Viet Thanh Nguyen interviews Canadian novelist Kim Thuy at the DVAN Literary Festival
Viet Thanh Nguyen interviews Canadian novelist Kim Thuy at the DVAN Literary Festival (Julie Thi Underhill)

“It’s been really crucial for Vietnamese writers to address the war because if we don’t, then that entire history is largely defined by Americans, mostly White Americans, and that leads to an erasure of Vietnamese voices and perspectives. Of course there are so many other things that constitute Vietnamese American life, but because the older generation was so affected by the war, it’s hard for us not to talk about it," Nguyen said.

As with the Ao Dai Festival, DVAN works with and supports other ethnic groups who share a history of oppression through colonialism and/or war. Việt Lê, one of the founding members of the organization, is passionate about the inclusion of other Southeast Asian voices in the diasporic narrative. According to him, the Vietnam War strongly impacted neighboring nations like Cambodia and Laos, yet artists from these countries lack even the level of representation of Vietnamese artists in the mainstream media.

Lê co-directed an exhibition, Love in the Time of War, at UC Santa Barbara and SF Cameraworks last fall to honor these voices. It included a screening of Trinh T. Min-ha’s Forgetting Vietnam, an experimental film filmed over the span of 25 years, “dealing with the specter of Vietnam as a feminized entity. It muses on themes of re-memory, gendered bodies and political bodies.”

“We often think of love and war as two entirely separate things, but I argue that they are extremely interconnected,” Lê said. “Here, we were thinking about love as a way to think though the rage of war, connecting the personal with the political.”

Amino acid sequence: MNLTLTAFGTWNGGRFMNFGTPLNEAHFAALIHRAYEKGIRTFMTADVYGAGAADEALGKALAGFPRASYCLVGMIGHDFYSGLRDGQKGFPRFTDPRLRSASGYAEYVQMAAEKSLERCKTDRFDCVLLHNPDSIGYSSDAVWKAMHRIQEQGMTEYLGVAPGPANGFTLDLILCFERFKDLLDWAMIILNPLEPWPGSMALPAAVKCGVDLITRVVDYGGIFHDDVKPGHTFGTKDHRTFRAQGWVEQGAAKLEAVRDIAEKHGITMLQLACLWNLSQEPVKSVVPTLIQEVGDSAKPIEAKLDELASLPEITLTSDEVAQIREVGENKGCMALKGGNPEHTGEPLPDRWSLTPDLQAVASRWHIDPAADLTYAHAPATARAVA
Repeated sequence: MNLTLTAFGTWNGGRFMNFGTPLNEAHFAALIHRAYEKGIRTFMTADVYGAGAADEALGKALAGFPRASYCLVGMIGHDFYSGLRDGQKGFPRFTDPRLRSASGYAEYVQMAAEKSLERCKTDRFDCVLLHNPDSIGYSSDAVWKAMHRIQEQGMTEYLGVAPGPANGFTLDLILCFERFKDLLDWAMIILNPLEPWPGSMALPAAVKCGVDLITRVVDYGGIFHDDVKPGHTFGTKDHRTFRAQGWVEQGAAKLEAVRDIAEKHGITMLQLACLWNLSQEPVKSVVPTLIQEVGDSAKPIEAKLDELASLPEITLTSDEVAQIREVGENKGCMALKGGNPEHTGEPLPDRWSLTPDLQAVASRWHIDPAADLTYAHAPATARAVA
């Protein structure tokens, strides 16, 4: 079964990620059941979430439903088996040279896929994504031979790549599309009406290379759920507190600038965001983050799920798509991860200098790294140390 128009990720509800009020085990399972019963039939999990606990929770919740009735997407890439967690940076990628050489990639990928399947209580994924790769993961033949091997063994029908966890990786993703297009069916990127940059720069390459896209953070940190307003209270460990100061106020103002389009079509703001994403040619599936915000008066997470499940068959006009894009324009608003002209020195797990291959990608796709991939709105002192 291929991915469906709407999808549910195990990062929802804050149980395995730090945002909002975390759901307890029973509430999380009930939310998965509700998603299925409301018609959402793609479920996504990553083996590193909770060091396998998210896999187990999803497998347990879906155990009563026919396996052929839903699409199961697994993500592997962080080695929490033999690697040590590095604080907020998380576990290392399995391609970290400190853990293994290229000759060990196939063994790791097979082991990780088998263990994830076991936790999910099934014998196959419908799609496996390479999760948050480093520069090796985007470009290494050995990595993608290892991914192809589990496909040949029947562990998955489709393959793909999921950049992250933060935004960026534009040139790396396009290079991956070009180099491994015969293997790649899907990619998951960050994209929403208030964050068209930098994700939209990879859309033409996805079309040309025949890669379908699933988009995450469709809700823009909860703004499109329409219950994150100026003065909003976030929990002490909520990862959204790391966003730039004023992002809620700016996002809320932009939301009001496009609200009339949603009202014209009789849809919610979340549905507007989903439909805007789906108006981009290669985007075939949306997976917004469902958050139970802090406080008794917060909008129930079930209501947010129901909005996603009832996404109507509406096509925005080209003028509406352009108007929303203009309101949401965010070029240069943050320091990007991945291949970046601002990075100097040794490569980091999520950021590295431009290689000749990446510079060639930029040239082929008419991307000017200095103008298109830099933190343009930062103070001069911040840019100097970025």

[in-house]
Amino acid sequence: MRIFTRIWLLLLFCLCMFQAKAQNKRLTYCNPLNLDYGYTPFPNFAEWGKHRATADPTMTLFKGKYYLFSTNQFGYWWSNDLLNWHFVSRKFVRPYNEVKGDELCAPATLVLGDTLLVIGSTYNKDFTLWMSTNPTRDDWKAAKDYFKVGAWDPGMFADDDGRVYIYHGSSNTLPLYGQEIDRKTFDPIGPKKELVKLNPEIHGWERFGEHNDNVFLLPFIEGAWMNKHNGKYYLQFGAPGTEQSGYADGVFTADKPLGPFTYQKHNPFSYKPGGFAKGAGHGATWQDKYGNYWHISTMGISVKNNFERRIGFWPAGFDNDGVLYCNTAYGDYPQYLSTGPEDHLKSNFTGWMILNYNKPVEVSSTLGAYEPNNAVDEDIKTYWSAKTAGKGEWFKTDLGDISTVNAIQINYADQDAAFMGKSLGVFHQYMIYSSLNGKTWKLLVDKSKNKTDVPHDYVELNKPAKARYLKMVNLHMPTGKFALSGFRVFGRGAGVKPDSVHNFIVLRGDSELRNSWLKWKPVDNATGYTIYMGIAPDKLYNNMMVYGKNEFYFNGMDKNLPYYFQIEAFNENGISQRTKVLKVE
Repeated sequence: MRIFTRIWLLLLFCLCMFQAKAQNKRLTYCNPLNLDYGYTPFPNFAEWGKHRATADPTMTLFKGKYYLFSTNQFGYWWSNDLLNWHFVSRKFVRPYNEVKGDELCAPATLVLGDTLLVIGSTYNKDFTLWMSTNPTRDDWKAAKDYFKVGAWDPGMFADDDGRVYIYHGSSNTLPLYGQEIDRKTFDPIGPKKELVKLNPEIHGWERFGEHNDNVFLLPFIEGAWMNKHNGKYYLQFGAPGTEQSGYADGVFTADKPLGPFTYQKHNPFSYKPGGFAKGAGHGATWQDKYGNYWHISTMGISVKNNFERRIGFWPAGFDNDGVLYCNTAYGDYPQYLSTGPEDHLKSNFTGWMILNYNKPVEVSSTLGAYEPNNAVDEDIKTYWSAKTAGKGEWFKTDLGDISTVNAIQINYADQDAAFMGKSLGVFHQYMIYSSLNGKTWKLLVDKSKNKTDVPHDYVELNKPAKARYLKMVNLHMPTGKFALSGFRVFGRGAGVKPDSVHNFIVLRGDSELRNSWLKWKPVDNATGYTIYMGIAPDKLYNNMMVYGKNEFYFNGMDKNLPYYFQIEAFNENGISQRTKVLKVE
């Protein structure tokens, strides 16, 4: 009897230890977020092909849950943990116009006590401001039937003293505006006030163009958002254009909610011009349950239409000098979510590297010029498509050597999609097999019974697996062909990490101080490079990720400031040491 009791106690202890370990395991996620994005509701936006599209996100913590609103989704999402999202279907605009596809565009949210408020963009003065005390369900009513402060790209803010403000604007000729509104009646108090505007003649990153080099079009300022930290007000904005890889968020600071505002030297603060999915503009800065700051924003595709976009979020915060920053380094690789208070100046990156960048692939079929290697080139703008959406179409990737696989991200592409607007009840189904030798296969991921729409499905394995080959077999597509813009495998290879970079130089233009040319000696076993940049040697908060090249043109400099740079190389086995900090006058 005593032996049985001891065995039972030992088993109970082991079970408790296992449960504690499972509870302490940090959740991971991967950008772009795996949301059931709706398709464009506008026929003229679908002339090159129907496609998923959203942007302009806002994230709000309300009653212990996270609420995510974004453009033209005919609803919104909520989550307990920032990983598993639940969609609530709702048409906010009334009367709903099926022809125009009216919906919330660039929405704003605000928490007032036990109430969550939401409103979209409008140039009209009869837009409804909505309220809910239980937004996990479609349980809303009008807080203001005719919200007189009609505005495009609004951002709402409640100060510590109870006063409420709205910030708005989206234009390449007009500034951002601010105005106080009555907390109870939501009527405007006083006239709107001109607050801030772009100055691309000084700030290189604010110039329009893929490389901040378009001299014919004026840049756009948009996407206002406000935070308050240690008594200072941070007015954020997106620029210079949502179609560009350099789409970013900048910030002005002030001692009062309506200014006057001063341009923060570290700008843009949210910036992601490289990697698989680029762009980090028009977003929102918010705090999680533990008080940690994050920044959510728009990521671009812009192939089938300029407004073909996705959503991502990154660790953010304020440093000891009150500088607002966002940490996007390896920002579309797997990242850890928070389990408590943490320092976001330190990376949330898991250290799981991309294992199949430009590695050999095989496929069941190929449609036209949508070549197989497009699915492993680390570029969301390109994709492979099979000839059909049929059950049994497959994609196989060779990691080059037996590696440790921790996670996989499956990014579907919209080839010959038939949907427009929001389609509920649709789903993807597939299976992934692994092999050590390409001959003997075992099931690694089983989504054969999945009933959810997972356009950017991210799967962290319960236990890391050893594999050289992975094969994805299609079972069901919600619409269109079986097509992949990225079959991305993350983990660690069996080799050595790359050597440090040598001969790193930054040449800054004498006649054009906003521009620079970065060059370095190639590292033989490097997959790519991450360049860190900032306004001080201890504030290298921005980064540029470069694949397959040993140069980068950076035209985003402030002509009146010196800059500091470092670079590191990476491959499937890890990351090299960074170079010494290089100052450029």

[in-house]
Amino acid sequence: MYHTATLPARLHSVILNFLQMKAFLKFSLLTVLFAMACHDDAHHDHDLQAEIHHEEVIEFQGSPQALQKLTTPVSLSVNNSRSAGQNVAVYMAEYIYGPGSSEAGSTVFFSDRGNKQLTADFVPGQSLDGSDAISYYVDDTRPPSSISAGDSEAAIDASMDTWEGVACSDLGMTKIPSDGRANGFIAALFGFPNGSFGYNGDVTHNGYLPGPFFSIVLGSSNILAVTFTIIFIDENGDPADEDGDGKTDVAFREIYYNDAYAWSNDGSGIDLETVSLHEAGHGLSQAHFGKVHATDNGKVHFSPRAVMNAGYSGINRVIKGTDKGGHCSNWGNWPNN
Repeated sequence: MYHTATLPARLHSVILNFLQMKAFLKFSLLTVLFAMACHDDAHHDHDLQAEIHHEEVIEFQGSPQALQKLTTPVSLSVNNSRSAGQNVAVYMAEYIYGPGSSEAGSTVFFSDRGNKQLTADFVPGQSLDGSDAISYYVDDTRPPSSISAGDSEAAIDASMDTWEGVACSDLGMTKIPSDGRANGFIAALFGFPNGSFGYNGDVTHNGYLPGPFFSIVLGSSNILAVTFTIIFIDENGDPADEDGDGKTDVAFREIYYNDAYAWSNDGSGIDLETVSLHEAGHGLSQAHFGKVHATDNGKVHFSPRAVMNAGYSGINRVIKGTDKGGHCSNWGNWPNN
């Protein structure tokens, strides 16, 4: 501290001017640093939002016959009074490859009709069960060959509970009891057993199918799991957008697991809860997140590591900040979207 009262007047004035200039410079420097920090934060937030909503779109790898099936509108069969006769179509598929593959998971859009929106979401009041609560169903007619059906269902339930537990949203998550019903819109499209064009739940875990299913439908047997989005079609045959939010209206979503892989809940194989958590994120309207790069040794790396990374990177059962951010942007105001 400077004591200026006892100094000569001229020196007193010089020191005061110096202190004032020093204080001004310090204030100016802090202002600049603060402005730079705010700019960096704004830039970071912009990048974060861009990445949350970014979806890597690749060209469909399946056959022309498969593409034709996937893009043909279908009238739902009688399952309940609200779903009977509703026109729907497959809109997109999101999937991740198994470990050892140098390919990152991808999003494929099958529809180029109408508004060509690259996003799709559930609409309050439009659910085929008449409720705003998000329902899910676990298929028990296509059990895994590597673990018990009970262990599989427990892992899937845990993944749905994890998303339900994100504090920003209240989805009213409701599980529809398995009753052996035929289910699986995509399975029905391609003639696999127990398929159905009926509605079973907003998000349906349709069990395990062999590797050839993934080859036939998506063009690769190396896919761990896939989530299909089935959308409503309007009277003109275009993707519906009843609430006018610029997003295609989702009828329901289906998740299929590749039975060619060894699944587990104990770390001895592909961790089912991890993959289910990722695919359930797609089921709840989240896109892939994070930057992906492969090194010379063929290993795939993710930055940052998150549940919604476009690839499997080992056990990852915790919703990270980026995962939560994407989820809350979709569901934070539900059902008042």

From the 2016 Ao Dai Festival
From the 2016 Ao Dai Festival (Christine Jade Photo )

Everything is Political

The release and subsequent success of Nguyen’s novel has increased readership and participation in DVAN’s events and projects, including their blog, DiaCRITICS. However, Pelaud notes that there are still political issues regarding DVAN’s struggle to obtain funding for such inclusive, globally-minded events:

“For us, since the diasporic approach makes sense, we are international. But it’s really hard for us to get funding for international projects because of identity politics in the U.S. We insist on bridging nations and bringing people together, and there is really no category for that, and so there is very little funding available.”

The Ao Dai also has its struggles, but they're less about funding and more about controversy. Although the festival continues to grow in reach each year, feedback from the public has not always been positive. One year, it became publicly known that a designer participating in the festival was honored by members of the Vietnamese Communist Party, and consequently the Ao Dai became a site of ideological struggle. Despite the political backlash, Do has no regrets.

“I got a lot of criticism from the community, but I also received a lot of support from those who believed in what I did," Do said. "No matter what you do, Vietnamese art [on a public scale] will always be political."

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To see more stories and photographs from KQED’s series about the impact of the Vietnam War on the Bay Area and other communities in California, visit kqed.org/vietnamwar